Dutch geo-modelers gather to model The Hague

Delft, The Netherlands was the most recent location for a Your World in 3D workshop. The goal of the event was to gather members of the local community to learn Building Maker so that they could model The Hague. Design8, an established Google SketchUp distributor in The Netherlands, organized, promoted and led a very successful event. Over 60 people attended the workshop, which was held at the ultra-modern technical facilities of TU Delft, a prominent Dutch engineering school.

The Dutch version of YMCA?

The day was kicked-off with a presentation from Professor Alexander Verbraeck of TU Delft, where he shared numerous examples of how 3D digital models were being used today. “It’s no longer a fringe area of study” he said, “3D is very much here to stay.”

Participants listen to opening remarks.

I followed with a brief summary of why Google was supporting these workshops and why it was important for local residents to develop and maintain 3D models of their cities. To paraphrase: “The built-world is undergoing change every day. Local residents are in a far better position to maintain an accurate view of their town than Google.”

Workshop attendees ranged in both age and experience. We had everyone from teenagers who have grown up with computers in their lives, to retirees who are eager to learn a new skill. Building Maker is a tool that suits all ages and skill levels. The Hague was added to Building Maker in December with a few other cities. Geo-modeling has been popular in The Netherlands since the concept was first introduced in 2006, so the strong interest the workshop received wasn’t unexpected.

Orlando from Design8 assisting a workshop participant

After a short introductory demonstration by Orlando Sardaro of Design8, attendees began modeling. Prizes were offered for the best model and for the most models created. Had we offered a prize for “most distance traveled”, Supermodeler MILO Minderbinder would have walked away with two awards. The young man, (who is not yet old enough to drive) endured a three-hour train ride (each way!) to attend the workshop. Not unexpectedly, MILO put his modeling talents to work and created this terrific model in SketchUp in the short time he was there. The prize for his work is a 3D print of the model, provided by i.materialise.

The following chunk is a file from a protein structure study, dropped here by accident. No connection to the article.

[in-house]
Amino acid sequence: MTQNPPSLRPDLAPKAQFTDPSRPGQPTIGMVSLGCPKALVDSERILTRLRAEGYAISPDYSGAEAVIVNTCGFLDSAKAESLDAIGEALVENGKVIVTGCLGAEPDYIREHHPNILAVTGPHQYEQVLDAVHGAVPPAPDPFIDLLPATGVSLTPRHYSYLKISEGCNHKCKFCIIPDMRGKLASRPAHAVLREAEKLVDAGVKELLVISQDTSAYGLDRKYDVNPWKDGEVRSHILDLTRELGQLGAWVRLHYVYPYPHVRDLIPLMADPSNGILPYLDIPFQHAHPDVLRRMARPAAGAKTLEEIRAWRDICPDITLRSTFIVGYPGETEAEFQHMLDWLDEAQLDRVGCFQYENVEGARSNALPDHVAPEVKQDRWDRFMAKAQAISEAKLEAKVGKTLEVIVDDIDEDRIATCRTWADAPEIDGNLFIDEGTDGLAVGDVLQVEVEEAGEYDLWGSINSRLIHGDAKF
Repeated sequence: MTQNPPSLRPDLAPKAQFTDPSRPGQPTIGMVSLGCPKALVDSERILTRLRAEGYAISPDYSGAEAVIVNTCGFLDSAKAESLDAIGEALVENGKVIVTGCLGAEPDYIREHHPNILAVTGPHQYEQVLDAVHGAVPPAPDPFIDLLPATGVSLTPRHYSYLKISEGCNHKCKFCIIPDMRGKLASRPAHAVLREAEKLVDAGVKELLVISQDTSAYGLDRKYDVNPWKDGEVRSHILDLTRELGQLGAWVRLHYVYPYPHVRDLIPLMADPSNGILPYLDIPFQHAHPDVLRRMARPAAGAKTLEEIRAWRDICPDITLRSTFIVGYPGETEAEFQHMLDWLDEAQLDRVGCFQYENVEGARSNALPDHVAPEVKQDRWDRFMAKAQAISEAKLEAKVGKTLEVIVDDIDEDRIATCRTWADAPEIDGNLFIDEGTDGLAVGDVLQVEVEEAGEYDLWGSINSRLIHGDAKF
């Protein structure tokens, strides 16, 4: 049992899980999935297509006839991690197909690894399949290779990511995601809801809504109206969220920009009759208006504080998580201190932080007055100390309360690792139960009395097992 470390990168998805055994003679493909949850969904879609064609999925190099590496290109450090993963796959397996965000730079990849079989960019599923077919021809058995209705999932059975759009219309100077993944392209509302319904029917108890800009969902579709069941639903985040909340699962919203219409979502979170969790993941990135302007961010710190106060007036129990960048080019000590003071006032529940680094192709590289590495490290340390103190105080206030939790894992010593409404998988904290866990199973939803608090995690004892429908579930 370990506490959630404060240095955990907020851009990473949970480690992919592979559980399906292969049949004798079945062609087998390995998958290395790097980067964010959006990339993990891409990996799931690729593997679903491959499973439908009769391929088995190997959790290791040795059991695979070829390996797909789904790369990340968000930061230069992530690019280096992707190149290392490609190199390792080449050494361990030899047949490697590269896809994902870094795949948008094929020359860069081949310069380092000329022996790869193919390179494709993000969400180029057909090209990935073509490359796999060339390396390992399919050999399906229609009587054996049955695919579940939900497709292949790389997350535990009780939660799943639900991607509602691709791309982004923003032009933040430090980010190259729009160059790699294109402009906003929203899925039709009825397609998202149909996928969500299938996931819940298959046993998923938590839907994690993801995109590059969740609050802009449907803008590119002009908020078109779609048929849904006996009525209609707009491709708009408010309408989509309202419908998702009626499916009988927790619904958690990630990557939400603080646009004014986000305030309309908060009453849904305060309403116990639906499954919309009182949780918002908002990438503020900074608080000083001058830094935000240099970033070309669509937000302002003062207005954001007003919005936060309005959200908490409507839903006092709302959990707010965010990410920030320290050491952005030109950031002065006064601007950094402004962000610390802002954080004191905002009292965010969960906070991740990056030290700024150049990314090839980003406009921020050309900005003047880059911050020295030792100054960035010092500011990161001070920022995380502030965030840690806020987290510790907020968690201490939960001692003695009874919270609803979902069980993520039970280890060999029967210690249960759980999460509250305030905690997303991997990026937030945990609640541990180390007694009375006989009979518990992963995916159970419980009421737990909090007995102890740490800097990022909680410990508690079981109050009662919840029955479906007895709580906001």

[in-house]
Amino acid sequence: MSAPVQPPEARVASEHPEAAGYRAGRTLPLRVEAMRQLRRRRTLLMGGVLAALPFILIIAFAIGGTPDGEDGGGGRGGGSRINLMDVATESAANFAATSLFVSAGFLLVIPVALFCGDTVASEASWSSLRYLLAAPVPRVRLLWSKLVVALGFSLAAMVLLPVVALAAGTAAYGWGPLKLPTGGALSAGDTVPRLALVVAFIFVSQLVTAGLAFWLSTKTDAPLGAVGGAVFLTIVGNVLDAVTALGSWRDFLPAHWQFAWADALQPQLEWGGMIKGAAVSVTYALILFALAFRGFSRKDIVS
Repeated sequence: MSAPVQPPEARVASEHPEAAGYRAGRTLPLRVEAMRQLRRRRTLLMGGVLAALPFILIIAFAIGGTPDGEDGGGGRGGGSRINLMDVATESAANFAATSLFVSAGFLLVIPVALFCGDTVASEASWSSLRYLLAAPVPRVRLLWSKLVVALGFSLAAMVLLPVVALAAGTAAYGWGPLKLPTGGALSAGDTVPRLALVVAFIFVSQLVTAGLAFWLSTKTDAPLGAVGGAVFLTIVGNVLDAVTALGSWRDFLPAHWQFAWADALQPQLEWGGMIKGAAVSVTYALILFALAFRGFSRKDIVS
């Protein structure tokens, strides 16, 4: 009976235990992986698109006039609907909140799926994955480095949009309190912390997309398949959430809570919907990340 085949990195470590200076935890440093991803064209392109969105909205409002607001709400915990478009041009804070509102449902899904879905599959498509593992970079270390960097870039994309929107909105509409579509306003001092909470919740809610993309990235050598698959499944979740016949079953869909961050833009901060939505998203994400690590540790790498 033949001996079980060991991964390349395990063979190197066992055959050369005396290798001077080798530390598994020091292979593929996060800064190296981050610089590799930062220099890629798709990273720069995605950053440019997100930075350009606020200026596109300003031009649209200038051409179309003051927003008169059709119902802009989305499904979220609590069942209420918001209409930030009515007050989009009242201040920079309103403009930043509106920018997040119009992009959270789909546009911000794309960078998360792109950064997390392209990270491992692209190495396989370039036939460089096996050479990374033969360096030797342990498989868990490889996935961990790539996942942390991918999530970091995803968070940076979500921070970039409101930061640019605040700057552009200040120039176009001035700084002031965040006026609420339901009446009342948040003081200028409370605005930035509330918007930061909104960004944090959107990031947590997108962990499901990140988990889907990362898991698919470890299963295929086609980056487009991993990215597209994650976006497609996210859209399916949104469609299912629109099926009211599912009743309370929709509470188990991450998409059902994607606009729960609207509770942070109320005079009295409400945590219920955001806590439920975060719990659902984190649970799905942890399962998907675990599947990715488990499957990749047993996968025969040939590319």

Nicole and I would like to thank Design8, TU Delft, and all the attendees for a terrific day!

Cricket Season Has Begun!

Summer has arrived in the southern hemisphere, which in Australia, means cricket!
The Ashes,” a tournament series played between England and Australia, recently began a couple weeks ago so the competition is underway. It’s said to be international cricket’s most celebrated rivalry, dating back to 1882.
The series is played biennially, alternating between the United Kingdom and Australia. Since cricket is a summer sport, and the venues are located in opposite hemispheres, the break between series alternates between 18 and 30 months.
In Australia, where the tournament is being played this year, the “grounds” (stadiums) used are “The Gabba” in Brisbane, the Adelaide Oval, the WACA in Perth, the Melbourne Cricket Ground (MCG) and the Sydney Cricket Ground (SCG), in that order.
A view of the Sydney Cricket Ground in Google Earth
So whether you’re a cricket newbie like me, or a veteran “cricketer,” we hope that you’ll explore all of these grounds in Google Earth, or just enjoy our video tour, today!
Posted by Bruce Polderman, Product Manager

Supermodeler Story: Zeljko Zdravkovic

Here’s a testimonial from Zeljko Zdravkovic (a.k.a Zex), who told us about his experience geo-modeling his hometown of Belgrade, Serbia.

I started modeling Belgrade because I wanted to create a 3D identity for my city. I first learned that it was possible to add a 3D building to Google Earth several years ago. I was very surprised and curious about this. I had also noticed a number of untextured models in Belgrade, and decided that I wanted to change that.

As is often the case when learning something new, I experienced many false starts. I didn’t know how to use SketchUp, or, publish a model to Google Earth. I tried and tried, in failure. It wasn’t until I noticed a little checkbox labeled “Google Earth Ready” that I realized why my models where not appearing! I laugh about it now, but it was very frustrating then!

I started to make 3D models in the summer of 2009. Today you can see over 500 models that I’ve made. When combined with the work of other geo-modelers, there are over 800 models in Belgrade, and almost 1200 models in all of Serbia (including Belgrade).

With the exception of some buildings and monuments, I’ve finishing nearly 90% of the city area. I’m hoping to complete the entire city by the end of 2011 or beginning of 2012.

Unfortunately, Belgrade area is not available in Building Maker today. If it were, it would certainly have been far faster and easier. But when I finish the entire city, Belgrade is going to be one of the most quality-built 3D cities in Google Earth, and that’s something that I take a lot of pride in—for me, model quality is number one!

Црква Светог Марка (St. Mark’s Church)

Google Earth is an excellent opportunity to promote your city to other people all over the globe. 3D models can benefit a city a lot. People all over the planet can see, learn from and enjoy the architecture of every building we make.

City TV Studio B now uses 3D “New Belgrade” area in Google Earth for traffic service information on their web site. They use a 3D map in their television broadcast. It’s such a fantastic feeling when you see your 3D models on TV, or used by others for very useful purposes.

It is so amazing how Google Earth has enabled the world to become so personal to us. Now anyone can visit every corner of the globe. It’s really amazing to me!